Research to Business
Offer: 506

Image Generation for Tomographic Processes

Image Data Reconstruction by Compressive Sampling Produces High-quality Results.

The original image (left) can be reconstructed much better with the new method (middle) than with a conventional standard method (right).

Tomography determines the three-dimensional inner structure of a body by exposure to radiation, and displays it as a sectional view. Computerized X-ray tomography (CT), magnetic resonance tomography (MRT), and ultrasound computerized tomography are the best known procedures.

State of the art

In the classical procedures, images of a specimen are produced from various perspectives and superimposed by addition in such a way that a two- or three-dimensional image of the inner structures can be obtained. However, scatter and reflection signals are processed as noise, which disturbs the image and will lead to inferior quality of the results. Another disadvantage is the enormous number of source images needed for one reconstruction. They add to the time and, consequently, also to the costs of imaging.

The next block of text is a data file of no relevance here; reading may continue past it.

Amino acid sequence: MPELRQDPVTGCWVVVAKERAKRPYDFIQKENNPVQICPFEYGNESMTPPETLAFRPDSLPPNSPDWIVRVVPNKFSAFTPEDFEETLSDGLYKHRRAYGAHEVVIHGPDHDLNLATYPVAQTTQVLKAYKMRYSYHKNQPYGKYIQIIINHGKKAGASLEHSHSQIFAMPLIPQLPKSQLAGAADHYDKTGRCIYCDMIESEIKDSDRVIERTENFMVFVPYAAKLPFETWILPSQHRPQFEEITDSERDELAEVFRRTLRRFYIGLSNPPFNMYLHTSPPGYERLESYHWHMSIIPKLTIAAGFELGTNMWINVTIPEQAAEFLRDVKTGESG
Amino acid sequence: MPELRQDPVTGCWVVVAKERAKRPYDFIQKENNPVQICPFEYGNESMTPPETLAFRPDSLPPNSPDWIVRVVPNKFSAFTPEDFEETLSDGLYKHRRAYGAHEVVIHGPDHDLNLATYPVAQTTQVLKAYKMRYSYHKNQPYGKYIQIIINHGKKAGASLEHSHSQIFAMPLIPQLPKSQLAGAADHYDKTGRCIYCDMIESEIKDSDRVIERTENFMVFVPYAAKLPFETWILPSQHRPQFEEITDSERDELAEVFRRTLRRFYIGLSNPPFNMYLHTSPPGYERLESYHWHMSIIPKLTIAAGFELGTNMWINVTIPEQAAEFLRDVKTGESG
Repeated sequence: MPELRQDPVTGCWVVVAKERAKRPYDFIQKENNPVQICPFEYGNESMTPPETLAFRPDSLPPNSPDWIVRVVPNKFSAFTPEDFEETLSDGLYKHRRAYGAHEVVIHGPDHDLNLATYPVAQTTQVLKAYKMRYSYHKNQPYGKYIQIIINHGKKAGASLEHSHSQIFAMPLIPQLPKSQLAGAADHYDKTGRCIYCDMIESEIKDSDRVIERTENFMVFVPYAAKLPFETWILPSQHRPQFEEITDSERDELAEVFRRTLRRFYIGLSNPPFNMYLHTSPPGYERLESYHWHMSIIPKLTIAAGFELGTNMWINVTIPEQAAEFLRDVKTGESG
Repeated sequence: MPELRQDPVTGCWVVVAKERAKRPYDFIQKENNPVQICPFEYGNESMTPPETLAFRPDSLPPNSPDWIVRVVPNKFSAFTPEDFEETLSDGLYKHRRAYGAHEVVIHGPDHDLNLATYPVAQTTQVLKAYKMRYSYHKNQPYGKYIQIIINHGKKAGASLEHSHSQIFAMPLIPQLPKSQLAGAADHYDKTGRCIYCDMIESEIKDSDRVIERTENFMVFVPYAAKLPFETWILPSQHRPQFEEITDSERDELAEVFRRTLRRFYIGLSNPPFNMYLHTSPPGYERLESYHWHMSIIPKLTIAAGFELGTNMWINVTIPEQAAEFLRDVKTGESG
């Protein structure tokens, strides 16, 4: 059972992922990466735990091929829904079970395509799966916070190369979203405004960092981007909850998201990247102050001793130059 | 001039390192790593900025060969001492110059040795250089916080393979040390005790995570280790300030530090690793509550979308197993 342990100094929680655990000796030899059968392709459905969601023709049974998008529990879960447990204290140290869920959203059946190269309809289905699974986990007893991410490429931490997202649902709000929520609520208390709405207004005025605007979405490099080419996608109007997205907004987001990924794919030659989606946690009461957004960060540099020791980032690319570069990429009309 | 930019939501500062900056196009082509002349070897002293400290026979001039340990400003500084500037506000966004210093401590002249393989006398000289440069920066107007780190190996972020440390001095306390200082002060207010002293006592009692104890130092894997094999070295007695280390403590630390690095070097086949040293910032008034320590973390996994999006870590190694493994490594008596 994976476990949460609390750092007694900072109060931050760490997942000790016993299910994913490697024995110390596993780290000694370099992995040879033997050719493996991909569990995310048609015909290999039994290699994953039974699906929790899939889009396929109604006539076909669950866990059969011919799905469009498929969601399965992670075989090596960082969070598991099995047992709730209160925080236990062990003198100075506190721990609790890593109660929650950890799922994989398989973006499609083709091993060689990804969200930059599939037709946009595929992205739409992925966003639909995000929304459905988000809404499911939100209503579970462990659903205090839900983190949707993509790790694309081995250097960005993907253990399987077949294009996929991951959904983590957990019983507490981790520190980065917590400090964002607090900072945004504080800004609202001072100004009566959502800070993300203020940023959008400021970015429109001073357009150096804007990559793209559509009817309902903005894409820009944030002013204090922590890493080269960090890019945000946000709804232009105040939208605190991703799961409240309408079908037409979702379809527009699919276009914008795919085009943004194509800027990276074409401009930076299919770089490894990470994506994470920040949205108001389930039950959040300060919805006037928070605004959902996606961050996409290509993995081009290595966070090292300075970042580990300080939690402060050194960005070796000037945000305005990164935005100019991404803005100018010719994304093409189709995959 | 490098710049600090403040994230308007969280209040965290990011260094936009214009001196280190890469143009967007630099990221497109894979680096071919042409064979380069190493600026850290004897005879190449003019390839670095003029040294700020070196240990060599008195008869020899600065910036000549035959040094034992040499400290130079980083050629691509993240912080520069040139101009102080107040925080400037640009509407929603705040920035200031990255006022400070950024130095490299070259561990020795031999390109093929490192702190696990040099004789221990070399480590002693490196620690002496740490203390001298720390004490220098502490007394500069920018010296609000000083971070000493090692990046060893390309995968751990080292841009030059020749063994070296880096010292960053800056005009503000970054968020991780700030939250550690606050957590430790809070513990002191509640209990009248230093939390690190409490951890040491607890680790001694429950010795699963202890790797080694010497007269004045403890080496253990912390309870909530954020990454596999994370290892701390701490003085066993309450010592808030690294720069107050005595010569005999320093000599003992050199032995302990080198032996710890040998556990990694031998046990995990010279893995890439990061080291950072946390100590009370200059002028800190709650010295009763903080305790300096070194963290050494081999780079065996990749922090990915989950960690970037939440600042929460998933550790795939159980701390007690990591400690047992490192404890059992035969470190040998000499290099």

Technology

The Institute of Data Processing and Electronics (IBE) has developed a method of reconstructing images from reflection and scatter signals which produces higher-grade results from considerably fewer image data. This new process does not add the data, but computes the result by way of boundary conditions. The measured data as collected can be used to process not only straight-through beams but also reflections and scatter. From these data, such additional information is obtained as the rates of propagation and the absorptions in the materials under study, which is included in the computation by way of mathematical equations. The result of reconstruction are sharply defined structural images which do not need to be post-processed expensively, for instance by filtering.

Advantages

The procedure is a factor of ten faster in data acquisition, which not only reduces costs per measurement but also decreases the radiation exposure of the specimen. The results of reconstruction generate visibly better imaging results, which can be used in materials testing and in medical diagnosis.

Options for companies

The KIT is looking for partners for industrial uses of the process.

Your contact person for this offer

Dr. Rainer K├Ârber, Karlsruhe Institute of Technology (KIT)
Innovation Manager, Innovation and Relations Management (IRM)
Phone: +49 721 608-25587

Email: rainer.koerber@kit.edu

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